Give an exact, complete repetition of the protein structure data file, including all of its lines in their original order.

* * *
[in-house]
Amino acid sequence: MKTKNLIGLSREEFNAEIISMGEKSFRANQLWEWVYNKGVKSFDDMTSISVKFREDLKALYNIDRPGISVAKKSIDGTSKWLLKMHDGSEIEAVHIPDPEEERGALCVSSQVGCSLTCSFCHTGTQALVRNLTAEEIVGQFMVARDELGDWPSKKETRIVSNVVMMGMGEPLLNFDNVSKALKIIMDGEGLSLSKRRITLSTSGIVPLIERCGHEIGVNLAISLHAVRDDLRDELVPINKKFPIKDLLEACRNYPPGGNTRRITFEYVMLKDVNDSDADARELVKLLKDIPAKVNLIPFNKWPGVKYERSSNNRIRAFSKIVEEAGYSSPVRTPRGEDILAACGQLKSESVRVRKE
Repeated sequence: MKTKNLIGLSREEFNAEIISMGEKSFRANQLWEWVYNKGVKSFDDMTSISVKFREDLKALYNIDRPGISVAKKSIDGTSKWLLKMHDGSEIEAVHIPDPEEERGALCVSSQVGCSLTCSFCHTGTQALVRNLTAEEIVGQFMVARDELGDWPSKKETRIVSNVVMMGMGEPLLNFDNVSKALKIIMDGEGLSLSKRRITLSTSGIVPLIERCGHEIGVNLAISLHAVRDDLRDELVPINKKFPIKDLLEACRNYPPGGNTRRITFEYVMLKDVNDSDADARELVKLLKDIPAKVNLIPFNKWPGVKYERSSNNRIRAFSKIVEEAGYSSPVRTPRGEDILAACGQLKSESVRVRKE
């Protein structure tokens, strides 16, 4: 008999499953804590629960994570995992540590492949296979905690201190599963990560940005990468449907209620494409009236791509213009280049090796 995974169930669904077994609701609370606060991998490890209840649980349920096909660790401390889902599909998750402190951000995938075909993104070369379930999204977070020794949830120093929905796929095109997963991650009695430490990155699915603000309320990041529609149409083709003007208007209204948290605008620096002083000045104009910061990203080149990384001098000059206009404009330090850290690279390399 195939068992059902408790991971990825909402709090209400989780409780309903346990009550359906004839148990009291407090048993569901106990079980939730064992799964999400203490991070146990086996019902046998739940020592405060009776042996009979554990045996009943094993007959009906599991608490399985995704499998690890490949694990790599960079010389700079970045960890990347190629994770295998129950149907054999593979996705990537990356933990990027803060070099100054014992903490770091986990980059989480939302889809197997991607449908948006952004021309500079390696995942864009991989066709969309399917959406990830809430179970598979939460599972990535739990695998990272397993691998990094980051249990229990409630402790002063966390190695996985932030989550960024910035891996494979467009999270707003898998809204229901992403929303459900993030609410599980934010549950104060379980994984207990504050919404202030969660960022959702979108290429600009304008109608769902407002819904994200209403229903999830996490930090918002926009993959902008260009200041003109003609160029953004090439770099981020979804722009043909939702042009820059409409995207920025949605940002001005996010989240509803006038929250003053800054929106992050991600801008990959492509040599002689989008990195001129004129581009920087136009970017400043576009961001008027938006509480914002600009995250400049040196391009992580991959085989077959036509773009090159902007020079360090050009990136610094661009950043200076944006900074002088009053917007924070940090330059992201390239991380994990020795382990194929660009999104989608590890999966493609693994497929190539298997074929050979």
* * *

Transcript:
[in-house]
Amino acid sequence: MKTKNLIGLSREEFNAEIISMGEKSFRANQLWEWVYNKGVKSFDDMTSISVKFREDLKALYNIDRPGISVAKKSIDGTSKWLLKMHDGSEIEAVHIPDPEEERGALCVSSQVGCSLTCSFCHTGTQALVRNLTAEEIVGQFMVARDELGDWPSKKETRIVSNVVMMGMGEPLLNFDNVSKALKIIMDGEGLSLSKRRITLSTSGIVPLIERCGHEIGVNLAISLHAVRDDLRDELVPINKKFPIKDLLEACRNYPPGGNTRRITFEYVMLKDVNDSDADARELVKLLKDIPAKVNLIPFNKWPGVKYERSSNNRIRAFSKIVEEAGYSSPVRTPRGEDILAACGQLKSESVRVRKE
Repeated sequence: MKTKNLIGLSREEFNAEIISMGEKSFRANQLWEWVYNKGVKSFDDMTSISVKFREDLKALYNIDRPGISVAKKSIDGTSKWLLKMHDGSEIEAVHIPDPEEERGALCVSSQVGCSLTCSFCHTGTQALVRNLTAEEIVGQFMVARDELGDWPSKKETRIVSNVVMMGMGEPLLNFDNVSKALKIIMDGEGLSLSKRRITLSTSGIVPLIERCGHEIGVNLAISLHAVRDDLRDELVPINKKFPIKDLLEACRNYPPGGNTRRITFEYVMLKDVNDSDADARELVKLLKDIPAKVNLIPFNKWPGVKYERSSNNRIRAFSKIVEEAGYSSPVRTPRGEDILAACGQLKSESVRVRKE
């Protein structure tokens, strides 16, 4: 008999499953804590629960994570995992540590492949296979905690201190599963990560940005990468449907209620494409009236791509213009280049090796 995974169930669904077994609701609370606060991998490890209840649980349920096909660790401390889902599909998750402190951000995938075909993104070369379930999204977070020794949830120093929905796929095109997963991650009695430490990155699915603000309320990041529609149409083709003007208007209204948290605008620096002083000045104009910061990203080149990384001098000059206009404009330090850290690279390399 195939068992059902408790991971990825909402709090209400989780409780309903346990009550359906004839148990009291407090048993569901106990079980939730064992799964999400203490991070146990086996019902046998739940020592405060009776042996009979554990045996009943094993007959009906599991608490399985995704499998690890490949694990790599960079010389700079970045960890990347190629994770295998129950149907054999593979996705990537990356933990990027803060070099100054014992903490770091986990980059989480939302889809197997991607449908948006952004021309500079390696995942864009991989066709969309399917959406990830809430179970598979939460599972990535739990695998990272397993691998990094980051249990229990409630402790002063966390190695996985932030989550960024910035891996494979467009999270707003898998809204229901992403929303459900993030609410599980934010549950104060379980994984207990504050919404202030969660960022959702979108290429600009304008109608769902407002819904994200209403229903999830996490930090918002926009993959902008260009200041003109003609160029953004090439770099981020979804722009043909939702042009820059409409995207920025949605940002001005996010989240509803006038929250003053800054929106992050991600801008990959492509040599002689989008990195001129004129581009920087136009970017400043576009961001008027938006509480914002600009995250400049040196391009992580991959085989077959036509773009090159902007020079360090050009990136610094661009950043200076944006900074002088009053917007924070940090330059992201390239991380994990020795382990194929660009999104989608590890999966493609693994497929190539298997074929050979």